Disagree with respect

I’ve observed some worrying trends in meetings I’ve been attending lately.  It seems people are afraid to speak their minds during a meeting for fear of being seen as disrespectful. Another trend is that voicing disagreement is seen as a sign of treasonable disrespect and leads to a shouting match!

Neither of these trends is conducive to good business conduct.

Robust characters exist in every business. They’re naturally inclined to dominate the discussion, brushing disagreements aside.

Timid people who fail to get their point across can become frustrated. This probably results in them leaving the business sooner or later.

A good chairperson will encourage the timid ones and rein in more robust individuals, to ensure a balanced debate in which all points of view are heard.

If you listen to debates in the House of Commons or House of Lords,  MPs and members use arcane-sounding language such as ‘My honourable friend’.  But using such language is designed to ensure that disagreements are not taken to be disrespectful.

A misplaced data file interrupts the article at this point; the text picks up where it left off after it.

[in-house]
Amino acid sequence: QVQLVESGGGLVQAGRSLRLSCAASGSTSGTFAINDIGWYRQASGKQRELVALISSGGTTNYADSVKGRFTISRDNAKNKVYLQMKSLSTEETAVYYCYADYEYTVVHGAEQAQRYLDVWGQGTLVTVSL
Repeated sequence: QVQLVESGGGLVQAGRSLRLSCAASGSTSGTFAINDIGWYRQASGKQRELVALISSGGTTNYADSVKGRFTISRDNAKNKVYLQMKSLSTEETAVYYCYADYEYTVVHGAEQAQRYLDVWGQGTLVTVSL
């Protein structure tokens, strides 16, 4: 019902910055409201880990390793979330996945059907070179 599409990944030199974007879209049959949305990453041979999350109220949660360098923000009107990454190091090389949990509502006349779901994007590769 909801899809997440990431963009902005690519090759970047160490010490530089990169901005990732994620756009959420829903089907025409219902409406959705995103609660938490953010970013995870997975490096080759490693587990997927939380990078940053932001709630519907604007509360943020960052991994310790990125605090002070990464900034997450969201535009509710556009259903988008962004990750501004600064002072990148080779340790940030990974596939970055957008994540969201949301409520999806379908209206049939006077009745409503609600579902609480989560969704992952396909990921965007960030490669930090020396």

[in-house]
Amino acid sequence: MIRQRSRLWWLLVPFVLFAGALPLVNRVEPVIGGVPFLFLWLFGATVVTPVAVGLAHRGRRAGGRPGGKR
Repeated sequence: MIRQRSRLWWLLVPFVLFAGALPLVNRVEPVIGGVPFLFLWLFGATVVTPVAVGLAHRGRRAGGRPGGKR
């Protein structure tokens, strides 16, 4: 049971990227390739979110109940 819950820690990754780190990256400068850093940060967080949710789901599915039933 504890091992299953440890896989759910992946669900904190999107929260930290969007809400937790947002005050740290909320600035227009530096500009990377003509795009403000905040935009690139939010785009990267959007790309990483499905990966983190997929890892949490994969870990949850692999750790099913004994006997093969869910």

You’ll also hear phrases such as ‘With respect, I disagree’, but these words are often spoken in a way that contradicts their meaning!

As a business leader, it’s your job to maximise contributions and input from all members of the team – and that includes allowing them to disagree with you.

If you invite constructive criticism of yourself and your actions, you’re setting an example to everyone in the team. There’s nothing wrong with constructive criticism and it’s not disrespectful or insulting to disagree with what other people are saying.

An additional benefit of this approach is that your ideas and suggestions will be examined in much more detail. As the saying goes, ‘If you really want to understand something, teach it’.

Being open and inclusive in this way has a positive impact, both on team culture and the atmosphere in meetings. Encouraging criticism from team members stimulates openness. Creating an open environment means that others (including junior staff and those who are timid) feel able to volunteer their thoughts and ideas too.

Which is easier – trying to do it all on your own or getting others to contribute?

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